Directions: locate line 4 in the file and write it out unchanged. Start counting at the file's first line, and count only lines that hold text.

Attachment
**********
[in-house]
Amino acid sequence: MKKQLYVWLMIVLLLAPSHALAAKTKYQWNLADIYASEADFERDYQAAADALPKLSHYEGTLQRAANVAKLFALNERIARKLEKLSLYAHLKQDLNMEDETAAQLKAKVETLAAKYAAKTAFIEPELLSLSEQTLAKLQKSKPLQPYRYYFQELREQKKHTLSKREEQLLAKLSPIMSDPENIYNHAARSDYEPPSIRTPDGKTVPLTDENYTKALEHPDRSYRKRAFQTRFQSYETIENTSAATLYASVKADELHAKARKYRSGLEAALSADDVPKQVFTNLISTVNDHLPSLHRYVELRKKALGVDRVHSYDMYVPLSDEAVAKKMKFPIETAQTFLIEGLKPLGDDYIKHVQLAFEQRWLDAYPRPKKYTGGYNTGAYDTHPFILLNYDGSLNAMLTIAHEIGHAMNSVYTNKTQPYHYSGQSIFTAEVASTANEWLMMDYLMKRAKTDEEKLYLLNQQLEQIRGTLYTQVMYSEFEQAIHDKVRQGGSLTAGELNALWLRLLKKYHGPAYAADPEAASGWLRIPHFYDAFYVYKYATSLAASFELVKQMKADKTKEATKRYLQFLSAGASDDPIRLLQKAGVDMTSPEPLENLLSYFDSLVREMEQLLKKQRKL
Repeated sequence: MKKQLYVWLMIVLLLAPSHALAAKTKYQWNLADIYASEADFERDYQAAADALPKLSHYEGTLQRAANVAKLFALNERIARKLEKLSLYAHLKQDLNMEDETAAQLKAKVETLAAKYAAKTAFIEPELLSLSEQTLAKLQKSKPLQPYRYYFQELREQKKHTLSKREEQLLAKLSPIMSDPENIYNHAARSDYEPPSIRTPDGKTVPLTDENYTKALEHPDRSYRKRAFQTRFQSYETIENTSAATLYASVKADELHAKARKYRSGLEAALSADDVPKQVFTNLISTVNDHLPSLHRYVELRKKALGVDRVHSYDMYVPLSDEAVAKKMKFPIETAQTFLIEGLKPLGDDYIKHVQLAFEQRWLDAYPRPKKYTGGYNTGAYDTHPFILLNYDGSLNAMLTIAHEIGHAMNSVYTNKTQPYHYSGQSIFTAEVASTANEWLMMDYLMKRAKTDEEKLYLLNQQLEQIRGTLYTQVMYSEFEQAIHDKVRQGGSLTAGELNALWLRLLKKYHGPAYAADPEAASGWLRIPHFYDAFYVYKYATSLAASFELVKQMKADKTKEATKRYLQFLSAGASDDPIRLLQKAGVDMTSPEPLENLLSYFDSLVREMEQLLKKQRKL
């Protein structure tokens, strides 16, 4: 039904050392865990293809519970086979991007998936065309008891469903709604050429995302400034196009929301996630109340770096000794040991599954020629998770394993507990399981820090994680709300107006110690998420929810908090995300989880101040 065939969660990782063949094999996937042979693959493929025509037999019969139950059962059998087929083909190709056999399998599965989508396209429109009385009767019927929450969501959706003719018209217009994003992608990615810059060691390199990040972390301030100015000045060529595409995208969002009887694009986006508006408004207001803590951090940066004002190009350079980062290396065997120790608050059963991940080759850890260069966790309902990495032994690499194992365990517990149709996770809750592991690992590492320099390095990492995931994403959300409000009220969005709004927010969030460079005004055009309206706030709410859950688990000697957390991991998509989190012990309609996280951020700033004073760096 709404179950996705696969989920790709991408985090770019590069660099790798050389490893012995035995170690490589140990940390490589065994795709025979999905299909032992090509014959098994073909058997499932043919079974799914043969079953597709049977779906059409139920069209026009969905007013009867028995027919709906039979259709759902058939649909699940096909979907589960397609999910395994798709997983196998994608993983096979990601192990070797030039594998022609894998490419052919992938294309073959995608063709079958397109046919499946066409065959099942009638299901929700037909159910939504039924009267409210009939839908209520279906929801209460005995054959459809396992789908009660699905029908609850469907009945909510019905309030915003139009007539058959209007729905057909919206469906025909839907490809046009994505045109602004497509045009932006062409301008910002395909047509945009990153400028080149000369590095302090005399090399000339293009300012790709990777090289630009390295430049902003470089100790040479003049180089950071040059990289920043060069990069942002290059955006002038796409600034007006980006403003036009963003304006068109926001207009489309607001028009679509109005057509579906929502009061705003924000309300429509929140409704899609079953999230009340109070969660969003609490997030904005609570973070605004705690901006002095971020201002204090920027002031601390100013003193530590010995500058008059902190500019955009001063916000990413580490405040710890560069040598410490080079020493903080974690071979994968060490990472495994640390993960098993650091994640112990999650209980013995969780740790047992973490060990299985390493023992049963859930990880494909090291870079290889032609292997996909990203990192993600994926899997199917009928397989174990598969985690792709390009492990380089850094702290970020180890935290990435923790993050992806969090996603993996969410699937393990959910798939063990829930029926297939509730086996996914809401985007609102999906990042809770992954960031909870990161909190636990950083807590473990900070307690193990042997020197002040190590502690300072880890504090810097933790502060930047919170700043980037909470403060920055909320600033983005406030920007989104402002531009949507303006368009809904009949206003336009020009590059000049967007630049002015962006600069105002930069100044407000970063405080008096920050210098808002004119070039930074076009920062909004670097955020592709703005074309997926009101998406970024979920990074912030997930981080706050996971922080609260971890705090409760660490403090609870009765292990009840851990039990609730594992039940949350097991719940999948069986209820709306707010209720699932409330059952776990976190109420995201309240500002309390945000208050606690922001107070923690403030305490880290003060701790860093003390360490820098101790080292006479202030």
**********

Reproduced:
């Protein structure tokens, strides 16, 4: 039904050392865990293809519970086979991007998936065309008891469903709604050429995302400034196009929301996630109340770096000794040991599954020629998770394993507990399981820090994680709300107006110690998420929810908090995300989880101040 065939969660990782063949094999996937042979693959493929025509037999019969139950059962059998087929083909190709056999399998599965989508396209429109009385009767019927929450969501959706003719018209217009994003992608990615810059060691390199990040972390301030100015000045060529595409995208969002009887694009986006508006408004207001803590951090940066004002190009350079980062290396065997120790608050059963991940080759850890260069966790309902990495032994690499194992365990517990149709996770809750592991690992590492320099390095990492995931994403959300409000009220969005709004927010969030460079005004055009309206706030709410859950688990000697957390991991998509989190012990309609996280951020700033004073760096 709404179950996705696969989920790709991408985090770019590069660099790798050389490893012995035995170690490589140990940390490589065994795709025979999905299909032992090509014959098994073909058997499932043919079974799914043969079953597709049977779906059409139920069209026009969905007013009867028995027919709906039979259709759902058939649909699940096909979907589960397609999910395994798709997983196998994608993983096979990601192990070797030039594998022609894998490419052919992938294309073959995608063709079958397109046919499946066409065959099942009638299901929700037909159910939504039924009267409210009939839908209520279906929801209460005995054959459809396992789908009660699905029908609850469907009945909510019905309030915003139009007539058959209007729905057909919206469906025909839907490809046009994505045109602004497509045009932006062409301008910002395909047509945009990153400028080149000369590095302090005399090399000339293009300012790709990777090289630009390295430049902003470089100790040479003049180089950071040059990289920043060069990069942002290059955006002038796409600034007006980006403003036009963003304006068109926001207009489309607001028009679509109005057509579906929502009061705003924000309300429509929140409704899609079953999230009340109070969660969003609490997030904005609570973070605004705690901006002095971020201002204090920027002031601390100013003193530590010995500058008059902190500019955009001063916000990413580490405040710890560069040598410490080079020493903080974690071979994968060490990472495994640390993960098993650091994640112990999650209980013995969780740790047992973490060990299985390493023992049963859930990880494909090291870079290889032609292997996909990203990192993600994926899997199917009928397989174990598969985690792709390009492990380089850094702290970020180890935290990435923790993050992806969090996603993996969410699937393990959910798939063990829930029926297939509730086996996914809401985007609102999906990042809770992954960031909870990161909190636990950083807590473990900070307690193990042997020197002040190590502690300072880890504090810097933790502060930047919170700043980037909470403060920055909320600033983005406030920007989104402002531009949507303006368009809904009949206003336009020009590059000049967007630049002015962006600069105002930069100044407000970063405080008096920050210098808002004119070039930074076009920062909004670097955020592709703005074309997926009101998406970024979920990074912030997930981080706050996971922080609260971890705090409760660490403090609870009765292990009840851990039990609730594992039940949350097991719940999948069986209820709306707010209720699932409330059952776990976190109420995201309240500002309390945000208050606690922001107070923690403030305490880290003060701790860093003390360490820098101790080292006479202030």